Nico Macdonald
Sep 1, 2015 · 15 min read

First published in AIGA Gain online magazine (USA), 2001. Re-published for a #TypeTuesday event I’m speaking at entitled ‘Web 1.0: the baby and the bathwater’, which is hosted by Eye magazine on the evening of Tuesday 1 September at the St Bride Foundation in Fleet Street

A salutary finale to the first act of the Internet design industry

In Smithfield, the Victorian meat market at the edge of Clerkenwell, the Deli Bar used to pull in a thousand pounds a week catering to the Razorfish office located above the freezers and concessions wholesaling carcasses to the meat trade. The company was so pushed for space that the Bar became and extension of their office, and its proprietor, Mike Foskett, once proposed that Razorfish acquire it and take him on to run the business. “They still come here,” he notes “but now they pay for their own lunches, and I often hear them on the phone arranging job interviews”.

This scene, played out from New York to San Francisco via Boston, Chicago and Austin, and from Sydney to Stockholm via Hamburg, has been a salutary finale to the first act of the Internet design industry. From the 1995 Living Surfaces conference, through the growth of Silicon Alley and South of Market, the first IPOs, rapid expansion and acquisitions at home and abroad — all in the context of the dotcom boom, rapid growth in Internet use, and ‘classic’ businesses desperate for a piece of the action — the last six years have been the most exciting, and the biggest test, for the business of design.

Did we really need to give designers and engineers monthly toy budgets, and were all those last minute cross-country flights really necessary — Nathan Shedroff

“In the past everything was moving forward and it was a bit of a blur” comments Darryl Feldman, until recently Creative Director at Organic and now at Sapient in London. “These days you are lucky not to be sued!” Reflecting on the blur, Nathan Shedroff asks “Did we really need to give designers and engineers monthly toy budgets, and were all those last minute cross-country flights really necessary?” (Shedroff left Vivid, the San Francisco-based company he founded, the year after it was acquired by ModemMedia.)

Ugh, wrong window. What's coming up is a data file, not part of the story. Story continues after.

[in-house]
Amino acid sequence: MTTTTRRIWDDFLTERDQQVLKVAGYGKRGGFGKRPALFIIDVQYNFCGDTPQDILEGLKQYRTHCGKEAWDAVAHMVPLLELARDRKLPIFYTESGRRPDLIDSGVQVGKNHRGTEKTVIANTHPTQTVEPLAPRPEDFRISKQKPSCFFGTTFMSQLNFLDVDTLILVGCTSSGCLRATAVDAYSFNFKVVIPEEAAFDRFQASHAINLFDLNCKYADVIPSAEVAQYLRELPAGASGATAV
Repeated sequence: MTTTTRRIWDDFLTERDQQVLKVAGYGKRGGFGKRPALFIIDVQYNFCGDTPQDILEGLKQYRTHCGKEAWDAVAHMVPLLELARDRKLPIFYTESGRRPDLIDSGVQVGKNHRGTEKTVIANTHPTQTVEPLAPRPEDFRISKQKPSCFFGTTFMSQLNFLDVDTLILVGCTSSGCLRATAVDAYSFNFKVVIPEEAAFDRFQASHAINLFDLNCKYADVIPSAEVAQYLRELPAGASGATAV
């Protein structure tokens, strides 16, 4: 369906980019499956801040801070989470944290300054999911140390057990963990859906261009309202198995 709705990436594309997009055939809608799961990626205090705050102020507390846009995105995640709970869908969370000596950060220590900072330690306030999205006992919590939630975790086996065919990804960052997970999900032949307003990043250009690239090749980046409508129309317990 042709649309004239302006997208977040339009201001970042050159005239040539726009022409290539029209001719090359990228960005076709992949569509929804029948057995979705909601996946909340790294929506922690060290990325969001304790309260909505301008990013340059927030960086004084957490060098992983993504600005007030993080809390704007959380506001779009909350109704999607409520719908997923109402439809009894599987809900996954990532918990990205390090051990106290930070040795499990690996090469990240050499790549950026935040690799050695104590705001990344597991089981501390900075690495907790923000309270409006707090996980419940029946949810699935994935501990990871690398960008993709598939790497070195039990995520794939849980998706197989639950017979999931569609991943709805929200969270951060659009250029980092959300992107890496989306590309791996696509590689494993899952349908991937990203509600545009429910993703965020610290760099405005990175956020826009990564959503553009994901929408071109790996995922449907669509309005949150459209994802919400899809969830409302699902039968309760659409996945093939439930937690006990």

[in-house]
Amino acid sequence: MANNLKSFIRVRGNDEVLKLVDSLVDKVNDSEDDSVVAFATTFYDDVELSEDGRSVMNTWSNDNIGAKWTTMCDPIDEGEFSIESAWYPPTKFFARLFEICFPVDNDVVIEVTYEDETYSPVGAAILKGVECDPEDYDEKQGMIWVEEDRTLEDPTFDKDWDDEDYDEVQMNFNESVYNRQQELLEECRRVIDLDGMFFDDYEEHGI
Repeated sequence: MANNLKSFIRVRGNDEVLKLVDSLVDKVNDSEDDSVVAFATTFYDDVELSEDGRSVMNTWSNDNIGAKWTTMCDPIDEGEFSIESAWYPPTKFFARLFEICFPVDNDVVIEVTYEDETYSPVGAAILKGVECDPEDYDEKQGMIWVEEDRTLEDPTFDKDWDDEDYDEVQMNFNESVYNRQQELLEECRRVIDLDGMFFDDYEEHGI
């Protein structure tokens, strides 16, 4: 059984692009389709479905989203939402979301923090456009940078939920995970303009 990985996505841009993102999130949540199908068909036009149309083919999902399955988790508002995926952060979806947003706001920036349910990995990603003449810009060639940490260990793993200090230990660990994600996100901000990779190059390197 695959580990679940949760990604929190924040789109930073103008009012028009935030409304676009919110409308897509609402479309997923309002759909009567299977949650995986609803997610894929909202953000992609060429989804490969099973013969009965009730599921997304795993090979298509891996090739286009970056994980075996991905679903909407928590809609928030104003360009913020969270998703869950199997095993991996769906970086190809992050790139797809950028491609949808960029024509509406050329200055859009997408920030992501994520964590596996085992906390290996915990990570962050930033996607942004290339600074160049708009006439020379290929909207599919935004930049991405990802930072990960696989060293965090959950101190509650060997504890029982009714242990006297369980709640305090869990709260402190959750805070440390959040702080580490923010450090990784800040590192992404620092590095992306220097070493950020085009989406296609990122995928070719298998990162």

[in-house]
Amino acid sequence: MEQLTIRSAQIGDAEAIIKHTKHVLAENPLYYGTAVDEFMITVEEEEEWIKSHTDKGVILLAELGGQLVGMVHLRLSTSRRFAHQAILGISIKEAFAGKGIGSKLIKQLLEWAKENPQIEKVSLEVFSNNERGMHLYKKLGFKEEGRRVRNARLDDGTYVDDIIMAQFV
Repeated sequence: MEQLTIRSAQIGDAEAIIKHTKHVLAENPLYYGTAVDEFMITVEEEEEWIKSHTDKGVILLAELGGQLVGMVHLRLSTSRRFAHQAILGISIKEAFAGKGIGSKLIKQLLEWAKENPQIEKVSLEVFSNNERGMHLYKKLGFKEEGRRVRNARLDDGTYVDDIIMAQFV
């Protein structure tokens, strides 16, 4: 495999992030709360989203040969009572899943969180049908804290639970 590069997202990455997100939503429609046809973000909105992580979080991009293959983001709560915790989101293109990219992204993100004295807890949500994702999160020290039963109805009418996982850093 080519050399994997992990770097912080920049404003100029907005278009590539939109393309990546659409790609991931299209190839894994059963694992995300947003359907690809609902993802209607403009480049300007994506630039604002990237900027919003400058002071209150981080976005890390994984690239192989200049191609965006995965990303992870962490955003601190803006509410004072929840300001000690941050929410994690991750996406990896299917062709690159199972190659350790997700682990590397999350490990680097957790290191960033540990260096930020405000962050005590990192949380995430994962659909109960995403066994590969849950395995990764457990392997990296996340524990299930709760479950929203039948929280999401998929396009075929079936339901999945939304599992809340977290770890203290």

The problems in the design and Web integration sector can be traced back to the downturn in the Nasdaq in April 2000, though many other factors are involved.

Too many [Web agencies] staked their fortunes on dotcoms and ended up swallowing unpaid bills and worthless equity — The Economist

Other companies were directly affected by the drying up of venture capital and private funding, and some agencies, having put their money where their belief was, had agreed with dotcom clients to defer fees or had taken some fees in the form of equity. While tying income to clients’ remuneration is not unusual in the IT sector, the rapid collapse of the dotcoms, and the agencies’ greater exposure to these companies, made the impact more significant. As The Economist newspaper commented: “Too many staked their fortunes on dotcoms and ended up swallowing unpaid bills and worthless equity.”

At this point in the development of the new economy, most dotcoms and corporate Web sites were already into their second or third iteration, which reduced the level of design consultancy and Web integration work needed, Matt Reed, writing in the London-based NetImperative, notes that “a lot of the work carried out last year has had to be re-done, because it was so rushed the first time round”. Sales cycles have lengthened, which has stretched the cashflow of many debt-laden agencies. And many of the dotcoms that survived have brought or grown design and engineering services in house and had little need for external suppliers. Andrew Zolli, until recently Chief Marketing Officer at SiegelGale, observes that “a company like Amazon knows more about design than any Web design agency — they would never hire one”.